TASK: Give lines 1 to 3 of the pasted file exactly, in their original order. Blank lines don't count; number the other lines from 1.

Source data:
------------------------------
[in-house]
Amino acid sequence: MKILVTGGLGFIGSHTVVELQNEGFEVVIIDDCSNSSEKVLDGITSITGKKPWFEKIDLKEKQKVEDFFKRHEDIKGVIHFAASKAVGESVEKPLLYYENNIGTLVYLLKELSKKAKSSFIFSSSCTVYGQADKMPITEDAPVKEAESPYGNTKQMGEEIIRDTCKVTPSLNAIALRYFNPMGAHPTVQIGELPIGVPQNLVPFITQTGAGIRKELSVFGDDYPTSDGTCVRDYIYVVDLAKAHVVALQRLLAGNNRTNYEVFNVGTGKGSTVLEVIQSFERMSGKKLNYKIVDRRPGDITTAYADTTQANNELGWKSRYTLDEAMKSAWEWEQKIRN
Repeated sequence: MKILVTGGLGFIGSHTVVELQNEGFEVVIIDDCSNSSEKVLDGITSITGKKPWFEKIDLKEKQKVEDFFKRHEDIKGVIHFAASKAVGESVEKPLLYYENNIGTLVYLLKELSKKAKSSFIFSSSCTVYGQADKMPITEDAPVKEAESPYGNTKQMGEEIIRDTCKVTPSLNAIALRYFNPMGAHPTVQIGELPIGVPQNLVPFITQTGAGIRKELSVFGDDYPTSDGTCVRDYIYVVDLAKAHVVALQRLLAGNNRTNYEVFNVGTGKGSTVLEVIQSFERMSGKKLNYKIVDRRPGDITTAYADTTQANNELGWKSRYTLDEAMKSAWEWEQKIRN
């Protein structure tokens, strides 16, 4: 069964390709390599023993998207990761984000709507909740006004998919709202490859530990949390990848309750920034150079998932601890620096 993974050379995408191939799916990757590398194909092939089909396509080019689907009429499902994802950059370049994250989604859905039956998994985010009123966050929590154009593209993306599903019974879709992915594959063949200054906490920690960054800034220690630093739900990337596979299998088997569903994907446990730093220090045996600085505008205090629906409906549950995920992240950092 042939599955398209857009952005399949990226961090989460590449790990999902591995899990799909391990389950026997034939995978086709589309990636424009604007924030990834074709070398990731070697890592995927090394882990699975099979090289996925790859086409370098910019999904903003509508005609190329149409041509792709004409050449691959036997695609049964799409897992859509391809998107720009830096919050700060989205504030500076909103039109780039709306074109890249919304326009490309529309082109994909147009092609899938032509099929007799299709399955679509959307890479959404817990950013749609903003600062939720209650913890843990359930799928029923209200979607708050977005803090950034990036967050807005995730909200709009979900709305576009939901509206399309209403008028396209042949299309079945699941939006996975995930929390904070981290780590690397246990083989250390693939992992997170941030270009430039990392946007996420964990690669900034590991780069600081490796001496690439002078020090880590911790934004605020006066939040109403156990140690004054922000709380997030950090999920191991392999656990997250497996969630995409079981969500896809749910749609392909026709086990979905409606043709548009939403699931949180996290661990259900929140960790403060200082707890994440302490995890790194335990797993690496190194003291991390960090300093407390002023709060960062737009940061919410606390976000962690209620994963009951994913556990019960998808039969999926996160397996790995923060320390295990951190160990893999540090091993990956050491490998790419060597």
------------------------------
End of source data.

[in-house]
Amino acid sequence: MKILVTGGLGFIGSHTVVELQNEGFEVVIIDDCSNSSEKVLDGITSITGKKPWFEKIDLKEKQKVEDFFKRHEDIKGVIHFAASKAVGESVEKPLLYYENNIGTLVYLLKELSKKAKSSFIFSSSCTVYGQADKMPITEDAPVKEAESPYGNTKQMGEEIIRDTCKVTPSLNAIALRYFNPMGAHPTVQIGELPIGVPQNLVPFITQTGAGIRKELSVFGDDYPTSDGTCVRDYIYVVDLAKAHVVALQRLLAGNNRTNYEVFNVGTGKGSTVLEVIQSFERMSGKKLNYKIVDRRPGDITTAYADTTQANNELGWKSRYTLDEAMKSAWEWEQKIRN
Repeated sequence: MKILVTGGLGFIGSHTVVELQNEGFEVVIIDDCSNSSEKVLDGITSITGKKPWFEKIDLKEKQKVEDFFKRHEDIKGVIHFAASKAVGESVEKPLLYYENNIGTLVYLLKELSKKAKSSFIFSSSCTVYGQADKMPITEDAPVKEAESPYGNTKQMGEEIIRDTCKVTPSLNAIALRYFNPMGAHPTVQIGELPIGVPQNLVPFITQTGAGIRKELSVFGDDYPTSDGTCVRDYIYVVDLAKAHVVALQRLLAGNNRTNYEVFNVGTGKGSTVLEVIQSFERMSGKKLNYKIVDRRPGDITTAYADTTQANNELGWKSRYTLDEAMKSAWEWEQKIRN